When a security officer is on patrol through the property they are securing, they are performing a carefully planned and orchestrated maneuver that is designed to both find any evidence of unwanted access by unauthorized personnel, and to announce the security presence to prevent intrusion from occurring. The route and means of the patrol maximize both effects, with the security professionals and property owners determining the best way to do so.
Every round accomplishes several tasks. Searching for examples of intrusion are the most obvious, such as checking entrances and exits for signs of tampering, finding suspicious objects like a briefcase that should not be there, or identifying people not allowed access to the area. Often other purposes are served too, such as discovering malfunctioning machinery or a water leak that could cause massive property damage, or helping guests and residents in a concierge like service.
In some cases, the duties a security officer is required to perform will prevent him from being able to leave his post to perform rounds. This can be made up for with additional personnel with this sole function. A camera system can mimic some of the functions of a patrol, however there are still benefits to having a visible officer patrolling along the vulnerable areas. Cameras may deter a well-planned intrusion, but even when extra effort is made to bring attention to their presence they might not be noticeable enough to prevent a spontaneous trespass from a simple vandal, which can sometimes be a more costly breach. Friendly security personnel showing active prevention have a morale effect on other personnel that machines cannot have.
One of the most common images that comes to mind regarding security at an event or large crowd gathering is a bag check. Bag checks are an essential element of the security plan for many facilities, especially among special event venues with a large spectator gathering. Along with access control and the use of metal detectors they can almost completely eliminate the chance of a weapon or illegal substance being brought into the facility. As always when dealing with other people, especially those who may not be part of their organization, the bag searcher needs to have a focus on customer service.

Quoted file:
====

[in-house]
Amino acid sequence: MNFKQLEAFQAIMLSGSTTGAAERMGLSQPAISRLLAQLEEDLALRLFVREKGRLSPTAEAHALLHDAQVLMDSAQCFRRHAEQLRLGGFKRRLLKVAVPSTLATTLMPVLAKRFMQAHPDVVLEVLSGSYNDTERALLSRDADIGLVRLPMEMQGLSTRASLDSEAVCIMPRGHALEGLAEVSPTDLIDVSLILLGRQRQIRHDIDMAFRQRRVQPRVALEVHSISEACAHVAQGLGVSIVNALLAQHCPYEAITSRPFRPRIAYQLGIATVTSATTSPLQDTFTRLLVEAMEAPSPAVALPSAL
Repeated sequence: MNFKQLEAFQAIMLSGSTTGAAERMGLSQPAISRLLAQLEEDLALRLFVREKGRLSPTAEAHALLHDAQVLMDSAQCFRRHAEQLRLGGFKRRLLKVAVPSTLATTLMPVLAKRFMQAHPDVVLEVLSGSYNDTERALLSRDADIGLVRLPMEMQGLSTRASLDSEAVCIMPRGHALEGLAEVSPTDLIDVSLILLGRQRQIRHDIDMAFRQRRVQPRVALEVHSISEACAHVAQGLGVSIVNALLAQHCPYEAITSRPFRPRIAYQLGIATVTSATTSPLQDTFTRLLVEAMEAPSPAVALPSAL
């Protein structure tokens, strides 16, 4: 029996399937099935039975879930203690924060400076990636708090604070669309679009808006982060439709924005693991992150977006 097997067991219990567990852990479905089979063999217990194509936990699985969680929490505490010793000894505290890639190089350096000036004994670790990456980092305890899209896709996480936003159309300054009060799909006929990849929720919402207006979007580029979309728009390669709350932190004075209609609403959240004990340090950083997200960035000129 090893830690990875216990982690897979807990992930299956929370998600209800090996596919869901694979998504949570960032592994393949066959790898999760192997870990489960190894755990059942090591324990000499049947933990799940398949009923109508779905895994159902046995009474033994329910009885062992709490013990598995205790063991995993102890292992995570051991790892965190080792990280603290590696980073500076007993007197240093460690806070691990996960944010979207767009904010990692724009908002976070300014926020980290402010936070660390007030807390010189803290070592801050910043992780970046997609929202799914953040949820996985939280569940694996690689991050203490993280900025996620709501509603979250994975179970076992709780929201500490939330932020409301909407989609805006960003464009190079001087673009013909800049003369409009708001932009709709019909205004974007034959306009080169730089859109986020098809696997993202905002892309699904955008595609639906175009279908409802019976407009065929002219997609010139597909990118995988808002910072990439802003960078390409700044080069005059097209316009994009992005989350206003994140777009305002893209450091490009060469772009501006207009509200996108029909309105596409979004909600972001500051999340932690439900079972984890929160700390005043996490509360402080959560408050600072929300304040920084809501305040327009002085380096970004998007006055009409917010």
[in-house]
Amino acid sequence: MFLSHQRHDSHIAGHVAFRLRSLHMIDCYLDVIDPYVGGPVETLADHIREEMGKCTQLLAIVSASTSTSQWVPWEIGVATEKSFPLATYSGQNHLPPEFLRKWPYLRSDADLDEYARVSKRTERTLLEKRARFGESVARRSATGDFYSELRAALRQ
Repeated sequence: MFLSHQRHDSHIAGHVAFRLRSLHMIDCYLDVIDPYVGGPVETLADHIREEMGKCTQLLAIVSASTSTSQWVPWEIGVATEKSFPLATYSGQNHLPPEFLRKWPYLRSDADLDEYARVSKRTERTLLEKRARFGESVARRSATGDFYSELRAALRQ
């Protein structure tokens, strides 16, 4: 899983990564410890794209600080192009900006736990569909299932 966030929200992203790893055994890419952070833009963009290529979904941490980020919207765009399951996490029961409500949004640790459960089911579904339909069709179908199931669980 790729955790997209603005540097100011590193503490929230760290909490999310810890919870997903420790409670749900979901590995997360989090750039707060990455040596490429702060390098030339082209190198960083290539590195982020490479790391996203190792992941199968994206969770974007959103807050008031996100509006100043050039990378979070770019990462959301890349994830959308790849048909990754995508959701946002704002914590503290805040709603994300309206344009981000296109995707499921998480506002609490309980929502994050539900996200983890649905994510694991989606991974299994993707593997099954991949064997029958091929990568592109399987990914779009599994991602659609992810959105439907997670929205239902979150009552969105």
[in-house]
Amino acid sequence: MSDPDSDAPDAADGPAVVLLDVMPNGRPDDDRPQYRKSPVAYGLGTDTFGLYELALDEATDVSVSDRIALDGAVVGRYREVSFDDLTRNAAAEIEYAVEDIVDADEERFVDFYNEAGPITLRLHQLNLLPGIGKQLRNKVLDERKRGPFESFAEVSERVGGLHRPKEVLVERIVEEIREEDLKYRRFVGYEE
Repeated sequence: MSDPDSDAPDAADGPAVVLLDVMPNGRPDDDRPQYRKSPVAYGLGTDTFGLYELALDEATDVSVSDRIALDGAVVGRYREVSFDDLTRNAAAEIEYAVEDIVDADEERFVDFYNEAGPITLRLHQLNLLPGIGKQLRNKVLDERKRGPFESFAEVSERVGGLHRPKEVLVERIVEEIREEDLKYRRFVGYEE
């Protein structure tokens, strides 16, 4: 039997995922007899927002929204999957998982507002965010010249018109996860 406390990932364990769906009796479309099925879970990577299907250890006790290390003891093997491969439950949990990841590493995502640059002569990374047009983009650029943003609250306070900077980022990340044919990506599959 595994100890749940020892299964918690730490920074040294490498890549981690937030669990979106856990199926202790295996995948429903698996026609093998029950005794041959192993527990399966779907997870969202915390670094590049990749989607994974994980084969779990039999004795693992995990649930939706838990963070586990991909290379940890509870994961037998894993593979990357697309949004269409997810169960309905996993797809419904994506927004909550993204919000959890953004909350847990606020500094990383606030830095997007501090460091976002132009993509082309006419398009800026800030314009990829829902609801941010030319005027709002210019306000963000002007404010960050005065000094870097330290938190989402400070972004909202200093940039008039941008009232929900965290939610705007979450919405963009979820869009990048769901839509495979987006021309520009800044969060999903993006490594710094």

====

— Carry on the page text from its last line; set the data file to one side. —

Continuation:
While overall safety is always the main consideration, every effort should be made to keep the experience of being checked as unobtrusive as possible. Visitors should be made aware of where the search will take place, and what items are not allowed both by signs and on the way and by verbal announcements. When fully informed a customer will not view the search as a negative experience as long as it is felt that entry time is not significantly handicapped because of it. Concessions such as a separate line for entrants with no bag further reduce potential aggravation.
When searching your own employees, additional effort must be made to maintain trust between parties. Privacy policies must be made clear, and employees should know in advance what personal areas such as desks or lockers may be subject to a search. The bag search should take place entirely in view of the owner, after making it clear that permission for the search has been given, with no comments on the personal belongings inside.
Exploring What Creates A Protected World